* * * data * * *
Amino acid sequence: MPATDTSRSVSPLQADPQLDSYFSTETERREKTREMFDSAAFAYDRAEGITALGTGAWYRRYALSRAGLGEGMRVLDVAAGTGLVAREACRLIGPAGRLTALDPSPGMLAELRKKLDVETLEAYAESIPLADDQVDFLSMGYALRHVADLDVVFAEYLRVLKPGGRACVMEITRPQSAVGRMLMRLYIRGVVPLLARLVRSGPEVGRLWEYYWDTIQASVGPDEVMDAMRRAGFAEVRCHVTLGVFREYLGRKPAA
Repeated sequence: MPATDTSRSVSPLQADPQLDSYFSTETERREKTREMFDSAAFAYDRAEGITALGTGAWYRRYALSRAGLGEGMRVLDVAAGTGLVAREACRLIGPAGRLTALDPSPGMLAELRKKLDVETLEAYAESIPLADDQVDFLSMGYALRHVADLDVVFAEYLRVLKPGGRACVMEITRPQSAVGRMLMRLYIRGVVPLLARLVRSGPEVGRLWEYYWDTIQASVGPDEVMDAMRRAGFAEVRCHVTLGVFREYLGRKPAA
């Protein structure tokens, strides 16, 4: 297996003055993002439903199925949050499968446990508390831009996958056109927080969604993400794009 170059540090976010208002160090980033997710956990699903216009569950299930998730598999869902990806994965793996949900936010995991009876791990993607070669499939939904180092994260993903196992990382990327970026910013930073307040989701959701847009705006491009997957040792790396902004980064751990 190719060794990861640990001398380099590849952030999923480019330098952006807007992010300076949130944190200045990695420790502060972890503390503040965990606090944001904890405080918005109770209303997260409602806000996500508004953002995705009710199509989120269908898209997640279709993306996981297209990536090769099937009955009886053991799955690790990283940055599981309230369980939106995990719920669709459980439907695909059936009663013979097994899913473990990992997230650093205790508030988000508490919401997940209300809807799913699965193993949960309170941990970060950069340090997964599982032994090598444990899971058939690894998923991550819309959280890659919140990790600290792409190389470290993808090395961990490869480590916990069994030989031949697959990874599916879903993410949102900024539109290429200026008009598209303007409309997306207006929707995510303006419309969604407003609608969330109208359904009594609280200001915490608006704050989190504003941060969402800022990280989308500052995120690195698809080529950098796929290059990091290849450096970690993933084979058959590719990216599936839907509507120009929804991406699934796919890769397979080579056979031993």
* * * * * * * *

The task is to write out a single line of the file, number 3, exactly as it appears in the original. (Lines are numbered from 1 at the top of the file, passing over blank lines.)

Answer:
């Protein structure tokens, strides 16, 4: 297996003055993002439903199925949050499968446990508390831009996958056109927080969604993400794009 170059540090976010208002160090980033997710956990699903216009569950299930998730598999869902990806994965793996949900936010995991009876791990993607070669499939939904180092994260993903196992990382990327970026910013930073307040989701959701847009705006491009997957040792790396902004980064751990 190719060794990861640990001398380099590849952030999923480019330098952006807007992010300076949130944190200045990695420790502060972890503390503040965990606090944001904890405080918005109770209303997260409602806000996500508004953002995705009710199509989120269908898209997640279709993306996981297209990536090769099937009955009886053991799955690790990283940055599981309230369980939106995990719920669709459980439907695909059936009663013979097994899913473990990992997230650093205790508030988000508490919401997940209300809807799913699965193993949960309170941990970060950069340090997964599982032994090598444990899971058939690894998923991550819309959280890659919140990790600290792409190389470290993808090395961990490869480590916990069994030989031949697959990874599916879903993410949102900024539109290429200026008009598209303007409309997306207006929707995510303006419309969604407003609608969330109208359904009594609280200001915490608006704050989190504003941060969402800022990280989308500052995120690195698809080529950098796929290059990091290849450096970690993933084979058959590719990216599936839907509507120009929804991406699934796919890769397979080579056979031993």